As it welcomed IMF veteran Robert Flood to the faculty this fall (see related story), the Department of Economics and Econometrics also added three assistant professors to its T&R cohort.
Simeon Alder (Ph.D. UCLA) is a macroeconomist whose research interests are economic growth and economic development. A fellow of Notre Dame's Kellogg Institute for International Studies, Alder has shown that "crony capitalism"—where key managerial positions are allocated on the basis of political connections rather than merit—imposes a substantial burden on economic welfare in developing countries. Prior to beginning his graduate studies at UCLA, he worked as a political and economic research analyst for UBS AG and AIG.
Molly Lipscomb (Ph.D. University of Colorado) is an applied microeconomist who focuses primarily on development economics and environmental economics; like Alder, she is also a fellow of the Kellogg Institute. Lipscomb's papers have examined the response of firms to environmental regulations, water management issues between jurisdictions, negotiation of water rights between local governments, and the impact of infrastructure investments. In addition, she has served as a Peace Corps volunteer in the African country of Mauritania and as a consultant at the World Bank.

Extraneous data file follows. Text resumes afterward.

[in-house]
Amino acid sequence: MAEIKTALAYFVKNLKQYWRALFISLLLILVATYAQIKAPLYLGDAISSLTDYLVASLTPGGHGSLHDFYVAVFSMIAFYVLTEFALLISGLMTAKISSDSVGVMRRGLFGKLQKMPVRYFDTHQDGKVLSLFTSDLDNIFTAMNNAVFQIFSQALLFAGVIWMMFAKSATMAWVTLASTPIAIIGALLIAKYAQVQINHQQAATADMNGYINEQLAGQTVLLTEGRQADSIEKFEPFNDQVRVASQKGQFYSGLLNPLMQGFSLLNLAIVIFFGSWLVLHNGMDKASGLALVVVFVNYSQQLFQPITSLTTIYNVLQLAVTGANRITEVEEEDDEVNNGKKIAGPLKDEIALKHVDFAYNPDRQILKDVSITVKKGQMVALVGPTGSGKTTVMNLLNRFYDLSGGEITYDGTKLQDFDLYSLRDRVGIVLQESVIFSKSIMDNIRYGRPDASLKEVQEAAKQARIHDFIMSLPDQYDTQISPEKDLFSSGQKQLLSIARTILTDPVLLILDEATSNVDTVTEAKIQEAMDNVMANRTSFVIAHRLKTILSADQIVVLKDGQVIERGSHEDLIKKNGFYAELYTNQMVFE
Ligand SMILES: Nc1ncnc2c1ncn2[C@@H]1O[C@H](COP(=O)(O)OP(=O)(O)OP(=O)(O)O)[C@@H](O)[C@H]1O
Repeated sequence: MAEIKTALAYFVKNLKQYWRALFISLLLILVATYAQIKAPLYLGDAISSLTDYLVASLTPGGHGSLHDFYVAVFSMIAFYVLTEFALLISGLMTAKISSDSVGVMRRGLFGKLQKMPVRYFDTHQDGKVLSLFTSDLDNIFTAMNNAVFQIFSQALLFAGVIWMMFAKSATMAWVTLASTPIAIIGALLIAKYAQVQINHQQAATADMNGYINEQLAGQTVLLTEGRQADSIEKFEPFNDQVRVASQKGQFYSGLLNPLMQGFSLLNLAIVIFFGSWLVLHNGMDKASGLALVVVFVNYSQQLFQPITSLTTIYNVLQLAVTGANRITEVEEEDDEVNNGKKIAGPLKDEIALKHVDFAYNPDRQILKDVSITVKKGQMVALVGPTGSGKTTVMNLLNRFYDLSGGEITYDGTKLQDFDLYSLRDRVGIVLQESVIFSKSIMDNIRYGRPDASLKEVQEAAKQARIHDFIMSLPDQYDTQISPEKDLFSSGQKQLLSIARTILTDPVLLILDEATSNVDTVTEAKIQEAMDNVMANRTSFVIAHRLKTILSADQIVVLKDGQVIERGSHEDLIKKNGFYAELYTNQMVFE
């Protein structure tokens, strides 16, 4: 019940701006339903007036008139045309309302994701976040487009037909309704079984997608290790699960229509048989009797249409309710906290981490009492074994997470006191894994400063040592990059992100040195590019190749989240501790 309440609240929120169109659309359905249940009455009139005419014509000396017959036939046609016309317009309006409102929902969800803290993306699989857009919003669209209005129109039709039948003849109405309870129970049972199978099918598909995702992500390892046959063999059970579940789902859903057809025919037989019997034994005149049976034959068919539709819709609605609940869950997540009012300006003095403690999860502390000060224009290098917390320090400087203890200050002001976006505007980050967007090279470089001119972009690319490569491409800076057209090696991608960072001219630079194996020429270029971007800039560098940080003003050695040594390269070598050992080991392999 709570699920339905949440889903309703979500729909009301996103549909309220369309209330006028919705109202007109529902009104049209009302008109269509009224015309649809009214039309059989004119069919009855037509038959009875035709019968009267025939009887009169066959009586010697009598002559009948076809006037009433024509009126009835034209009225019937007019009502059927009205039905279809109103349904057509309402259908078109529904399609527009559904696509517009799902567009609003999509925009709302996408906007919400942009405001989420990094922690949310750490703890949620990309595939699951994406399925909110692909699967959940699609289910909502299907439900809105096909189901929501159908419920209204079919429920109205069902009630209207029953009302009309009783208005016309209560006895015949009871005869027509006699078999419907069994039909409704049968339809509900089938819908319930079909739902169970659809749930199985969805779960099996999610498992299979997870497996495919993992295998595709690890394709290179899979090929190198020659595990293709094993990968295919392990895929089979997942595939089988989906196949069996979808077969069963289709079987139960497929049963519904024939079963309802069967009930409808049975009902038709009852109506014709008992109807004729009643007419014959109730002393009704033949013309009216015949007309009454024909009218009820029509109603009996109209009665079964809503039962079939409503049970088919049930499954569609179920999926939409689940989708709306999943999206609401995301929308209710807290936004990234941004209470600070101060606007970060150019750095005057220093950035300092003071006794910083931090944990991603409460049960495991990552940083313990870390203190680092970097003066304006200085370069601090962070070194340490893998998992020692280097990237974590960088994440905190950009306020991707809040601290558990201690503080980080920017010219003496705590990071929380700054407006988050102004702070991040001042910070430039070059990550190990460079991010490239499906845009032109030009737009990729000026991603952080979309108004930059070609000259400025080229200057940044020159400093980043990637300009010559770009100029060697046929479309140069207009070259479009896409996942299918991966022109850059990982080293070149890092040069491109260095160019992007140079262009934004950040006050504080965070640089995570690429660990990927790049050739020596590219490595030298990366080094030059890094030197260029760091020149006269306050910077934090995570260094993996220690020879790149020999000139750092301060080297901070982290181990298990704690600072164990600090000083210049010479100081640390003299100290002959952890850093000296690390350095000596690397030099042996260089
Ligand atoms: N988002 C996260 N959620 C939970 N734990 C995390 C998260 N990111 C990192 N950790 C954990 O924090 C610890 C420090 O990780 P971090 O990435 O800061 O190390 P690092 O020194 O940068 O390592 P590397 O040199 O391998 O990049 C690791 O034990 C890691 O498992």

Eric Sims (Ph.D. University of Michigan) is a macroeconomist specializing in expectations and business cycles. His current work explores the role of news, information, and uncertainty in contributing to economic fluctuations. In his dissertation, Sims demonstrates that, contrary to much modern thinking, changes in expectations about future productivity are not an important component of business cycles. He received several honors from Michigan as a doctoral student, including a predoctoral fellowship and a university-wide teaching award.